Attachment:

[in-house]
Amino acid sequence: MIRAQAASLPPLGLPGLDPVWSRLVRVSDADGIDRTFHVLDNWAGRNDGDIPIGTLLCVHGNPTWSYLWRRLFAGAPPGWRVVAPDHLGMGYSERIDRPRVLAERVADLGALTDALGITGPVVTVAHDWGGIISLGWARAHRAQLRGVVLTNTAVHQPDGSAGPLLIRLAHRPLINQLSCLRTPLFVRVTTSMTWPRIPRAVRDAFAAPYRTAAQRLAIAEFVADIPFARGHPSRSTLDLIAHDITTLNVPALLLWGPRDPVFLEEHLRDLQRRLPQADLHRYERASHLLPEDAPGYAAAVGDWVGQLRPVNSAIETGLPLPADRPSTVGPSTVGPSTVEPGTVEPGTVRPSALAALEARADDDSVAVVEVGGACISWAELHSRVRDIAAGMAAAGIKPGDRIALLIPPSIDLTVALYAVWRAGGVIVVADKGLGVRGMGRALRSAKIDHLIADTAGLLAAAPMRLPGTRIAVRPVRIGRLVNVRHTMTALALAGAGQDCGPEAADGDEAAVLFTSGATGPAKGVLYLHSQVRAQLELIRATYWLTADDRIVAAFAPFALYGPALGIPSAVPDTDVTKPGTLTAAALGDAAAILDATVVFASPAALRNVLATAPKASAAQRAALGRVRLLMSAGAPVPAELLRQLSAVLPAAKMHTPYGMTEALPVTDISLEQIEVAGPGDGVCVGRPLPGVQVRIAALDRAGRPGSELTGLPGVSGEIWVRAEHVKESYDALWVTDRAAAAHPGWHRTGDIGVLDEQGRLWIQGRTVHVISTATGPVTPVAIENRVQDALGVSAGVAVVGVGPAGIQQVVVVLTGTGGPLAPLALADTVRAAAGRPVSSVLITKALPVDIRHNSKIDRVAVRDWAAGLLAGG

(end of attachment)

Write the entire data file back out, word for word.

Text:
[in-house]
Amino acid sequence: MIRAQAASLPPLGLPGLDPVWSRLVRVSDADGIDRTFHVLDNWAGRNDGDIPIGTLLCVHGNPTWSYLWRRLFAGAPPGWRVVAPDHLGMGYSERIDRPRVLAERVADLGALTDALGITGPVVTVAHDWGGIISLGWARAHRAQLRGVVLTNTAVHQPDGSAGPLLIRLAHRPLINQLSCLRTPLFVRVTTSMTWPRIPRAVRDAFAAPYRTAAQRLAIAEFVADIPFARGHPSRSTLDLIAHDITTLNVPALLLWGPRDPVFLEEHLRDLQRRLPQADLHRYERASHLLPEDAPGYAAAVGDWVGQLRPVNSAIETGLPLPADRPSTVGPSTVGPSTVEPGTVEPGTVRPSALAALEARADDDSVAVVEVGGACISWAELHSRVRDIAAGMAAAGIKPGDRIALLIPPSIDLTVALYAVWRAGGVIVVADKGLGVRGMGRALRSAKIDHLIADTAGLLAAAPMRLPGTRIAVRPVRIGRLVNVRHTMTALALAGAGQDCGPEAADGDEAAVLFTSGATGPAKGVLYLHSQVRAQLELIRATYWLTADDRIVAAFAPFALYGPALGIPSAVPDTDVTKPGTLTAAALGDAAAILDATVVFASPAALRNVLATAPKASAAQRAALGRVRLLMSAGAPVPAELLRQLSAVLPAAKMHTPYGMTEALPVTDISLEQIEVAGPGDGVCVGRPLPGVQVRIAALDRAGRPGSELTGLPGVSGEIWVRAEHVKESYDALWVTDRAAAAHPGWHRTGDIGVLDEQGRLWIQGRTVHVISTATGPVTPVAIENRVQDALGVSAGVAVVGVGPAGIQQVVVVLTGTGGPLAPLALADTVRAAAGRPVSSVLITKALPVDIRHNSKIDRVAVRDWAAGLLAGG